The officials want to replace a statue of Hebe, the Greek goddess of youth, which stood in a city park about a century ago. It originally stood with a goblet of nectar in her hand to mark the line between the wet and dry parts of town.

But some in town now say Hebe is a bad example for the youth of Roseburg.

"She is offering an intoxicant to the gods," resident Dick North told the paper. "She doesn't uphold morality. We need to have a better model for the community's youth."

For more doses of politically correct nuttiness, head on over to the TongueTied daily edition.


Jean B. writes:

As a woman, the Muslim Imam's remarks about the role of women does indeed offend me. However, as an American who believes in and loves the freedom we supposedly have in this country, I completely, without reservation, support his right to state his beliefs in a public forum.

Unlike, apparently, a lot of folks, I have a backbone. My life doesn't come to a screaching halt just because someone says or does something that offends me. This article just goes to show that the PC movement really isn't about tolerance, it's about pushing a specific agenda. This guy didn't offend the folks who are pushing the agenda so they didn't make an issue out of it.

Paul A. writes:

Does the ACLU know that the US military not only provides Chaplains, Rabbis, Imams and leaders of other faiths for service men and women but also provides places for them to worship?

The government is not tasked with protecting us from religion. They are tasked with protecting our right whether to choose a faith or not. Last I checked the Boy Scouts are not a faith. They do, however, teach a holistic approach to the human experience that includes faith.

Chuck G. writes:

As a proud former Eagle Scout who was a member of Boy Scout troops on military bases, as well as an agnostic since I was a Cub Scout, I don't know where everyone gets the idea that you have to believe in God to be a Boy Scout.

It seems to me that the relevance given to the "Reverence" portion of the Boy Scout law in the Boy Scouts was about as important as mouthing "Under God" during the Pledge of Allegiance in grade school, i.e., nil. Perhaps things are different in scout troops formed at churches, but you don't have to join those troops if you don't want to — it's a free country, as the Boy Scouts taught.

Jamie M. writes:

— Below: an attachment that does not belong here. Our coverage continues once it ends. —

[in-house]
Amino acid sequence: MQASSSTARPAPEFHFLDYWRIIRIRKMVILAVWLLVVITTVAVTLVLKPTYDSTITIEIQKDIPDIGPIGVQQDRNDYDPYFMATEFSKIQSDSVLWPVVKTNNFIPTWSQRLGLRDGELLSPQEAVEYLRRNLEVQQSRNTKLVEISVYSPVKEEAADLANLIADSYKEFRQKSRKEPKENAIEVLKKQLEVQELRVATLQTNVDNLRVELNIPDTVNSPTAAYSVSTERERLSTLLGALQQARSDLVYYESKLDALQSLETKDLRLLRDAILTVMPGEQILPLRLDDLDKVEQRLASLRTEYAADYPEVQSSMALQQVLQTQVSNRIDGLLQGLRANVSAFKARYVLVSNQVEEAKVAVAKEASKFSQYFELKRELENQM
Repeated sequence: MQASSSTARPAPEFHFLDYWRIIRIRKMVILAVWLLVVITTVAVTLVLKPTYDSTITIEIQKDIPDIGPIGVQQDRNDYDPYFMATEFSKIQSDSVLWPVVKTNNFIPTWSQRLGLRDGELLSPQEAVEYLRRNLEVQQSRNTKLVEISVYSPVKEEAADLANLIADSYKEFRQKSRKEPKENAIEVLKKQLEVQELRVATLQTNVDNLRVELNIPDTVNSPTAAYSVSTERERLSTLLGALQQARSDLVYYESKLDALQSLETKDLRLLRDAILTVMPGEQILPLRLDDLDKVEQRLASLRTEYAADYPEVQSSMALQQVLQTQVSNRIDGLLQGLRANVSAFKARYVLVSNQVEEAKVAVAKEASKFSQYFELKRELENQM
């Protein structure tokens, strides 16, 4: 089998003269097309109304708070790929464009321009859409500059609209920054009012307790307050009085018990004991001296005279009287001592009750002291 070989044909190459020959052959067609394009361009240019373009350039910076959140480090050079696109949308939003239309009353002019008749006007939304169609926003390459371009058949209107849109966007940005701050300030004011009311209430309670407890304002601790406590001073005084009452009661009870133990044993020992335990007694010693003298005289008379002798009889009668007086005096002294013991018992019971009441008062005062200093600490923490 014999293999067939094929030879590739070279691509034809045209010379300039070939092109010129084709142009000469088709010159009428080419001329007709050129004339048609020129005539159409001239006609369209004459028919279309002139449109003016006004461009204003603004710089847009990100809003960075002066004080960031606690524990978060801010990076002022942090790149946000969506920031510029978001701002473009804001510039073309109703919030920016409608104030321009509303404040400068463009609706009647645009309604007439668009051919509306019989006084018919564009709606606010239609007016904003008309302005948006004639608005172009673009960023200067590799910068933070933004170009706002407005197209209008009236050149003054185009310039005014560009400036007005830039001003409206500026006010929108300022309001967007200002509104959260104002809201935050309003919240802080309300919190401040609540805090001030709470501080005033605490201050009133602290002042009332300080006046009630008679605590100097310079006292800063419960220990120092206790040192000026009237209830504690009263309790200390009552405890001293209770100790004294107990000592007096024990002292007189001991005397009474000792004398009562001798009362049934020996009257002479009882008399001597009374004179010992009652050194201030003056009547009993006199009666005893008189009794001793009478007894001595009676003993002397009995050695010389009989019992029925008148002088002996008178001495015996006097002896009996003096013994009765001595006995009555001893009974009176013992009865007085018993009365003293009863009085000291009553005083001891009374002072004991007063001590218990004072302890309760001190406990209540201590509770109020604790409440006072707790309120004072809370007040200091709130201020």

I understand your point, and I agree that sometimes people can become overly concerned, but I wonder how many of your readers would become concerned if military bases were allowed to sponsor groups of young men or women who pledge to do their duty to Satan and their country, to stay mentally strong, physically awake and homosexual? Personally, I don't see why anyone cares, just so long as nobody shoves his/her beliefs down my throat.

Amit K. writes:

Your column is looking less like an objective collection of amusing stories of political correctness run amok and more like a cherry-picked forum from which to pick on persons with genuine grievances — be they racial, religious, or political.

Russ S. writes:

I didn't see anything racist about the Monday night football opening involving Terrell Owens and Nicolette Sheridan. While I agree it was poor judgement on someones part, I didn't see it as racist. What I did see as racist was the way Tony Dungy felt about it. Apparently he has a problem with a black man and a white woman getting together.

Fred O. writes:

Reading your rants about how the poor white Christian man is victimized by the powerful minorities and the plentiful Muslims with such great political power that their will is only months away from becoming laws.

See, the reason you conservatives think there is some sort of double standard against white Christian men is because you control the country. Republican Christian men control this republic. Obviously, it is they who must be kept in check, making sure to separate their version of morality from the rest of this country. It is they who control the future of this country. Not the Muslims, or the blacks or the Jews or the Native Americans, or Latinos. The majority needs to suck it up. When they become the minority, they will be just like every other minority group.

Faux "news" is so pathetic. You guys really are a bunch of limp imbeciles.

Act busy, Jesus is coming!